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Katya returns to drag after hiatus

the star announces upcoming stage show and new podcast

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Katya (Photo courtesy of Instagram)

Katya’s drag hiatus is over. She made the announcement on social media tweeting, “The Bitch is Back” along with a gif of Catwoman.

She also revealed that she plans to rename her stage show because she’s in a better place mentally.

“My stage show ‘Help Me I’m Dying’ will likely be re-titled, mostly due to the fact that I am no longer dying. I can’t wait for you to see it. It is going to be incredible and I am quite sure you will all love it. Peace,” Katya tweeted.

Katya, real name Brian McCook, told fans drag was being put on hold for mental health reasons in January. The ‘RuPaul’s Drag Race” alum has been open about her struggles with anxiety and drug addiction in the past.

“I don’t have a drug crisis right now, because I’m sober. I’m taking care of myself today. And that is the reason why I’m happy. But I need to choose carefully the projects that will not, you understand,” McCook said in an Instagram Live.

She stepped down as co-host of “The Trixie & Katya Show” on Viceland with Bob The Drag Queen filling in for the remainder of the season. No word when Katya will return to the show.

Fans were ecstatic for Katya’s return which happened sooner than some expected.

Katya’s already gotten back to work behind the scenes announcing a new podcast, “Whimsically Volatile.”

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Sports

Misogynistic & homophobic remarks by NFL player sparks outrage

Those in attendance laughed in support of Butker when he mocked Pride month as he cited a recent article headlined: “‘A step back in time’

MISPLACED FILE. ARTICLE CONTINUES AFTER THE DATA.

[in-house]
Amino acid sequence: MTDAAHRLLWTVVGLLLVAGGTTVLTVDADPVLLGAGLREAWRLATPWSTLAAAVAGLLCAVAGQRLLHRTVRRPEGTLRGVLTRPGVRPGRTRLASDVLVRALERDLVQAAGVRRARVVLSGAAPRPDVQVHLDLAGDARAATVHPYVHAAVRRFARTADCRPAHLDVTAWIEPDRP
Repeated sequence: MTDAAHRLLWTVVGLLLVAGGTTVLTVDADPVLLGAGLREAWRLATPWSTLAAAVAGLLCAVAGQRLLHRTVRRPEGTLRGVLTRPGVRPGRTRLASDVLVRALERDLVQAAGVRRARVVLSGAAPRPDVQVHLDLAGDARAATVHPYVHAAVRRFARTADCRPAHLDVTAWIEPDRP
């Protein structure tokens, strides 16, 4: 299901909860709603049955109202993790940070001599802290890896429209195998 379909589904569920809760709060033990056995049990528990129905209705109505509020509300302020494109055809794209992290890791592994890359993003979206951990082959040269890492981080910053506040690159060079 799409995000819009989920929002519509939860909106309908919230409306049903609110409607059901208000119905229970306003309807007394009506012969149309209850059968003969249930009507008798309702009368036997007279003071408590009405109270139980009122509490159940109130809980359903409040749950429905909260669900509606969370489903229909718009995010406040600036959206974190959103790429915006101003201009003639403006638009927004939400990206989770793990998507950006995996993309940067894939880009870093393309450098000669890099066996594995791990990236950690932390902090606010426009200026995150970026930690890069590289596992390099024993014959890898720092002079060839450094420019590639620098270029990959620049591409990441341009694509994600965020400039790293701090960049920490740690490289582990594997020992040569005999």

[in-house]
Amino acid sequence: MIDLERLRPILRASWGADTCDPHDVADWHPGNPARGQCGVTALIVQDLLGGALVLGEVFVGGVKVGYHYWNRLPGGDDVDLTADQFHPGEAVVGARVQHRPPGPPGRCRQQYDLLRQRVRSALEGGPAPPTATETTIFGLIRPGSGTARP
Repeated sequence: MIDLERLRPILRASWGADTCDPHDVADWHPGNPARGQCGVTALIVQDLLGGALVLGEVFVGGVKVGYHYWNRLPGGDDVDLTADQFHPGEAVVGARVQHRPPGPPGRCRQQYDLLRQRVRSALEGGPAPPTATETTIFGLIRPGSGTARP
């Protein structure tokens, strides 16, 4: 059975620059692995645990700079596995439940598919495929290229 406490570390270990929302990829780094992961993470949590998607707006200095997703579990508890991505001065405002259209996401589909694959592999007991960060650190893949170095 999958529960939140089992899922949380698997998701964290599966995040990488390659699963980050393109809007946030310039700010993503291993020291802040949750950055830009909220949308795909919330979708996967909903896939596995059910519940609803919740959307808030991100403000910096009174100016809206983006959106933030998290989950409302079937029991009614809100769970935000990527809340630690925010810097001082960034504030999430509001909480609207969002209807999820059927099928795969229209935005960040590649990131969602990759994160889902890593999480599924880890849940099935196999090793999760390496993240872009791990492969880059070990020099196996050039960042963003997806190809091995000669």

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Harrison Butker (Screenshot/YouTube Benedictine College)

ATICHSON, Kan. — Addressing a friendly audience at a private, Catholic liberal arts college, three-time Super Bowl champion Harrison Butker spoke from his heart about his faith and revealed his personal beliefs as a cisgender man about women and the LGBTQ+ community. 

In his 20-minute commencement address at Benedictine College on Saturday, the Kansas City Chiefs kicker said LGBTQ+ Pride month events are an example of biblical “deadly sins,” denounced “dangerous gender ideologies” and the “diabolical lies told to women,” declared a woman’s most important title is “homemaker,” and offered his take on abortion, in vitro fertilization and surrogacy, as well as President Joe Biden. 

Butker, 28, criticized Biden’s handling of the COVID-19 pandemic and questioned his devotion to Roman Catholicism, calling him “delusional.” Speaking directly to the men in the audience, the athlete advised them to “be unapologetic in your masculinity,” and to “fight against the cultural emasculation of men.”

The pro football player announced that God had given him a platform to speak and that, “I have no other choice but to embrace it,” he said. 

Those in attendance laughed in support of Butker when he mocked Pride month as he cited a recent article by the Associated Press, headlined: “‘A step back in time’: America’s Catholic Church sees an immense shift toward the old ways.” The article detailed the institution’s shift “toward the old ways” and highlighted Benedictine’s rules that “seem like precepts of a bygone age,” which include “volunteering for 3 a.m. prayers” and “pornography, premarital sex and sunbathing in swimsuits being forbidden.”